Department of Medicine Publications

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American Journal of Hypertension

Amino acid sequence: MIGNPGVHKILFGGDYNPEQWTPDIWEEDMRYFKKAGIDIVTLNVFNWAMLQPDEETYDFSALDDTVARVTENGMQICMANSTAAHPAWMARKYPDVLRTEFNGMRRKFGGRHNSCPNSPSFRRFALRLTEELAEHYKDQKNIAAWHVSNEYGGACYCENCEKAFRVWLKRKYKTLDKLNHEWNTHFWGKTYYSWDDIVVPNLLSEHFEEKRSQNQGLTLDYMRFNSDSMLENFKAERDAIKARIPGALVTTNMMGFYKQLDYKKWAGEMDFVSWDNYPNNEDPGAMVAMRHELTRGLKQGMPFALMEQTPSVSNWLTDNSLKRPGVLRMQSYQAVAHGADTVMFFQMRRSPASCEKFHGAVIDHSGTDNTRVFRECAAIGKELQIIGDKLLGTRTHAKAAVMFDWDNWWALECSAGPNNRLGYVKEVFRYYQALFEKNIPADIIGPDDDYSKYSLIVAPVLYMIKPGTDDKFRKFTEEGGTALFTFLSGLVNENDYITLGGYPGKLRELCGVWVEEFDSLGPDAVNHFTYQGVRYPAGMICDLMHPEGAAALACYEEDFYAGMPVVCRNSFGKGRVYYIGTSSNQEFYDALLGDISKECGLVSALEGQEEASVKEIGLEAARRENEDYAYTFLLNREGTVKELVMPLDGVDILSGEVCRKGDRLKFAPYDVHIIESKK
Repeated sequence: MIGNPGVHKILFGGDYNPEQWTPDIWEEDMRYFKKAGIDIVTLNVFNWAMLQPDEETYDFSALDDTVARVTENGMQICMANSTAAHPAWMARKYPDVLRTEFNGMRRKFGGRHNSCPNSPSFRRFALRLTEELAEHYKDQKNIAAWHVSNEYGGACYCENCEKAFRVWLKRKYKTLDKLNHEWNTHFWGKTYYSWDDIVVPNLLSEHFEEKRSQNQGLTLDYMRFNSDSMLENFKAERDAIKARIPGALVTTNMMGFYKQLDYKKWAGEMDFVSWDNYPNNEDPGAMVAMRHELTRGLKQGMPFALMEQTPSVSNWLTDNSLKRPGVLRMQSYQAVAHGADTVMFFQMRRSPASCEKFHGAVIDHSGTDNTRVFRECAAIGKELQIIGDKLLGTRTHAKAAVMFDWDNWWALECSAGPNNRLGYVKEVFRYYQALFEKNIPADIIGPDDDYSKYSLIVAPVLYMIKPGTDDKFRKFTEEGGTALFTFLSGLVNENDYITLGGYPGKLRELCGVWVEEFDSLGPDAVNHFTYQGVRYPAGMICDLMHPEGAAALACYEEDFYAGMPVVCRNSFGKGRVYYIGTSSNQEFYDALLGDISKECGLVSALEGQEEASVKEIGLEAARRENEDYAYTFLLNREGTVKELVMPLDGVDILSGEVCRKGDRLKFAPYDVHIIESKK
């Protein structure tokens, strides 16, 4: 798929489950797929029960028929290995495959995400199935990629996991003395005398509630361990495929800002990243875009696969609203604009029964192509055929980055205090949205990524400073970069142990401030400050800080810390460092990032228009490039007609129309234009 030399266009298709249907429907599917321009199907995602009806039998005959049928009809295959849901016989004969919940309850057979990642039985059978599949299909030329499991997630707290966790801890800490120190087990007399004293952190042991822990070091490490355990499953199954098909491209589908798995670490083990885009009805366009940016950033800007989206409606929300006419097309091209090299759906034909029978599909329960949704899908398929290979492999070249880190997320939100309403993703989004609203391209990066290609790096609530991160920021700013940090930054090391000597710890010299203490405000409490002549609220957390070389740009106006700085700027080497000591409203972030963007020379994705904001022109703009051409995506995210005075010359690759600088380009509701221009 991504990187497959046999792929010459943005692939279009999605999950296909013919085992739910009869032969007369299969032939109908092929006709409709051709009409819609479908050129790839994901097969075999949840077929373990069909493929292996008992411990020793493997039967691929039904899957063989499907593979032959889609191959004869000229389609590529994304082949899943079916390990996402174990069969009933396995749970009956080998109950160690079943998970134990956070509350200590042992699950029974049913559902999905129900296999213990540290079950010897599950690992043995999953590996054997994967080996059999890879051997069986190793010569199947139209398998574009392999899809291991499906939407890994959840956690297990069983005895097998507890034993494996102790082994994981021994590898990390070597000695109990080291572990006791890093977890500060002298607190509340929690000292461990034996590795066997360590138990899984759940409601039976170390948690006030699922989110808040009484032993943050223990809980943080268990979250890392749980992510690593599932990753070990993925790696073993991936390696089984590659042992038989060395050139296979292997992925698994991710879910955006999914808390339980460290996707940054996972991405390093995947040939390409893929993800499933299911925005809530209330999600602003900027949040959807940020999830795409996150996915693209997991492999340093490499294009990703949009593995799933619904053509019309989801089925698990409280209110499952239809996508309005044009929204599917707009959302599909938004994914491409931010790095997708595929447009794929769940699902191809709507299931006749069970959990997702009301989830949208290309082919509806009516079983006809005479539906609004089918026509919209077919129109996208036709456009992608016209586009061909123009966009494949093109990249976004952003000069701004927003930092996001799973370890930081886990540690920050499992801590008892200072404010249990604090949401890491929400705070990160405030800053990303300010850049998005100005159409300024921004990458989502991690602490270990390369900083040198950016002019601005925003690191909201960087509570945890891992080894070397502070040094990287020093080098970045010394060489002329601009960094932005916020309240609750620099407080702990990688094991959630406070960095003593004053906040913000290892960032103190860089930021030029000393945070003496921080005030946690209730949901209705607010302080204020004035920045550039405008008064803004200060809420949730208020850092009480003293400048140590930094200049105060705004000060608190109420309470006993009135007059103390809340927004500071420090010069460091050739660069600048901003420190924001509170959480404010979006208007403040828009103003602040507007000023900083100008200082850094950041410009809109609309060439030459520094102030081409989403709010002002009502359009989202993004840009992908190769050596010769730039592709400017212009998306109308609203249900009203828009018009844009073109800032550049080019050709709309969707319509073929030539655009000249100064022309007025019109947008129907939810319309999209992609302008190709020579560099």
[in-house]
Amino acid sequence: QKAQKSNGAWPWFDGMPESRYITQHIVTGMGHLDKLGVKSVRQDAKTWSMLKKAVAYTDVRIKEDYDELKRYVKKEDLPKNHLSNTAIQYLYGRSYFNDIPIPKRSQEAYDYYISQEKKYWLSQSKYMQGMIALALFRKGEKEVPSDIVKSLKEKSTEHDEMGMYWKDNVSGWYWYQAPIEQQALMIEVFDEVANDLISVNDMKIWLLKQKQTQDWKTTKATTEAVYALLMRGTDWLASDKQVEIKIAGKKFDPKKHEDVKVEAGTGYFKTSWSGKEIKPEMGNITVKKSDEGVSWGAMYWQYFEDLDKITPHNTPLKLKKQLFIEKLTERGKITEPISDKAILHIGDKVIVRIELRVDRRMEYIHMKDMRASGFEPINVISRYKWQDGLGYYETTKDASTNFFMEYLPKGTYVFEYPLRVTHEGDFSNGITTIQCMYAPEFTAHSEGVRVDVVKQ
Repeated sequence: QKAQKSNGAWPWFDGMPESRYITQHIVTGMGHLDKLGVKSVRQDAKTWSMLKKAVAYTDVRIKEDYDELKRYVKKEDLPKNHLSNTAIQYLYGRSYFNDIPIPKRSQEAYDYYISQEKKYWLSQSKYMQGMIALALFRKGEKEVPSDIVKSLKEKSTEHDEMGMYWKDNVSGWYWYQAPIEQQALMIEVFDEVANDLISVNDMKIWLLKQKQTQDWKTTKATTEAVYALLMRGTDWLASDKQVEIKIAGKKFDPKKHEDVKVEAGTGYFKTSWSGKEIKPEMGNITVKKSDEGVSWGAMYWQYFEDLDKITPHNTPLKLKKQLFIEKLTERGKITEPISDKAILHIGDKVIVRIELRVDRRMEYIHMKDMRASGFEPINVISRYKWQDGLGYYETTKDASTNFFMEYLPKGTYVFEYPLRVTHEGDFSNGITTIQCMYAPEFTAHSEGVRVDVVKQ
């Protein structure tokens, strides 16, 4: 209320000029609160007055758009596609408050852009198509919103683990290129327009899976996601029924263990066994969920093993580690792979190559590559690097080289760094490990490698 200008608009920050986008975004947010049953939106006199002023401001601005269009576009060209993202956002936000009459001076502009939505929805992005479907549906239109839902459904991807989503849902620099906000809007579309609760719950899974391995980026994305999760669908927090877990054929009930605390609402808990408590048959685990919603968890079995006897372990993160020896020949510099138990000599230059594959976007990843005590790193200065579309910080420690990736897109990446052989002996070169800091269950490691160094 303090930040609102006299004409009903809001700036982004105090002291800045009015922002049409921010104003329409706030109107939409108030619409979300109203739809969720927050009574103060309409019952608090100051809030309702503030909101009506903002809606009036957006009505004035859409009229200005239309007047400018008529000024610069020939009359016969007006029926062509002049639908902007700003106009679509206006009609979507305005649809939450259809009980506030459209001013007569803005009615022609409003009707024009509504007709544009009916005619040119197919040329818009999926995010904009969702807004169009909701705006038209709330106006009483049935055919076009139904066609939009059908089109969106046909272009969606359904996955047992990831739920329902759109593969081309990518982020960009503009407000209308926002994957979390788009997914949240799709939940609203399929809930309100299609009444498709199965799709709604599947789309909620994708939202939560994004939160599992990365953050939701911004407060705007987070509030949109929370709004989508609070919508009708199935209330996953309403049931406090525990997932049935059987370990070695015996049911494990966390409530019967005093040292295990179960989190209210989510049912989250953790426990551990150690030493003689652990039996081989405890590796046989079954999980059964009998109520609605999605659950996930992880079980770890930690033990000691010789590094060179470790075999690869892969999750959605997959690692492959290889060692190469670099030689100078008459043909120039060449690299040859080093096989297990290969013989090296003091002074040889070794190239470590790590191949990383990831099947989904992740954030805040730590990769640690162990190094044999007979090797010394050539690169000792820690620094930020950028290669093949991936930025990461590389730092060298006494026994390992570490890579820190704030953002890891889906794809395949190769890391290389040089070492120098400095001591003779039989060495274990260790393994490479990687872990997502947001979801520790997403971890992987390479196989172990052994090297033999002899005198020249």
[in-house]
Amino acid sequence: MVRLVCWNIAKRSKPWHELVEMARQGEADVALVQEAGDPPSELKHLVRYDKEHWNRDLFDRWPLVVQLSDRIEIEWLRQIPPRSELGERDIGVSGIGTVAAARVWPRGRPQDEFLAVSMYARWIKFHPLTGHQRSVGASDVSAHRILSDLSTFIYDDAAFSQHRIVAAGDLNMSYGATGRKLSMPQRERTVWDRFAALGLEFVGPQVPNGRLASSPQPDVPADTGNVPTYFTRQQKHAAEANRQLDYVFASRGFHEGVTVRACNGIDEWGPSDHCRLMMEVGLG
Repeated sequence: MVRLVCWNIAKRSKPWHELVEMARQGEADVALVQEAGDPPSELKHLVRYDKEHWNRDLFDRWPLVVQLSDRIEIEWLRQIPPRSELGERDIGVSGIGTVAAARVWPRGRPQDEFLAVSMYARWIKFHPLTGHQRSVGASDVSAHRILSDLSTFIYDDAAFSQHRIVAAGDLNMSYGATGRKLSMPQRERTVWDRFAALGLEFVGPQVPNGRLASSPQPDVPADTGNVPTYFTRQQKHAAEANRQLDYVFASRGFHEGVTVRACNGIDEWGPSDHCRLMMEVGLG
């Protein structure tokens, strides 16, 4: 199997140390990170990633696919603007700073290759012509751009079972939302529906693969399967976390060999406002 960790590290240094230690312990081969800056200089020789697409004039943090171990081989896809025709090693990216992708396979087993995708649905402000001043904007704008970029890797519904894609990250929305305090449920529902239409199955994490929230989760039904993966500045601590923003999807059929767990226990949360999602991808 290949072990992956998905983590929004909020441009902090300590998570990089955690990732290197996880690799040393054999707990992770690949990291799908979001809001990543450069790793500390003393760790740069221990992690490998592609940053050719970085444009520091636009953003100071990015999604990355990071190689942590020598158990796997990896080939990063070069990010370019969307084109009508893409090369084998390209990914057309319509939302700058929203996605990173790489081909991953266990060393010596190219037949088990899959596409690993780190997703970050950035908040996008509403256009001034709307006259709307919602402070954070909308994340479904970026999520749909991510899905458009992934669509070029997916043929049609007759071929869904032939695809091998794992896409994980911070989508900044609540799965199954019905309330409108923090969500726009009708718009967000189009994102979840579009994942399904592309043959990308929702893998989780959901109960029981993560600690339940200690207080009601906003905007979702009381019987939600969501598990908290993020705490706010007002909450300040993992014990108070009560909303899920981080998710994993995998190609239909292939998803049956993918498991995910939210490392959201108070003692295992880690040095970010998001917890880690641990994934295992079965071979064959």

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OBJECTIVES African and African American hypertensives tend to retain salt and water, with lower levels of plasma renin and more resistant hypertension. We tested the hypothesis that physiological phenotyping with plasma renin and aldosterone would improve blood pressure control in uncontrolled hypertensives in Africa. METHODS Patients at hypertension clinics in Nigeria, Kenya, and South Africa with a systolic blood pressure >140 mm Hg or diastolic pressure > 90 mm Hg despite treatment were allocated to usual care (UC) vs. physiologically individualized care (PhysRx). Plasma renin activity and aldosterone were measured using ELISA kits. Patients were followed for 1 year; the primary outcome was the percentage of patients achieving blood pressure <140 mm Hg and diastolic <90 mm Hg. RESULTS Results are presented for the 94/105 participants who completed the study (42 UC, 52 PhysRx). Control of both systolic and diastolic pressures was obtained in 11.1% of UC vs. 50.0% of PhysRx (P = 0.0001). Systolic control was achieved in 13.9% of UC vs. 60.3% of PhysRx (P = 0.0001); diastolic control in 36.1% of UC vs. 67.2% of PhysRx, vs. (P = 0.003). Number of visits and total number of medications were not significantly different between treatment groups, but there were differences across the sites. There were important differences in prescription of amiloride as specified in the PhysRx algorithm. CONCLUSIONS Physiologically individualized therapy based on renin/aldosterone phenotyping significantly improved blood pressure control in a sample of African patients with uncontrolled hypertension. This approach should be tested in African American and other patients with resistant hypertension. Registered as ISRCTN69440037



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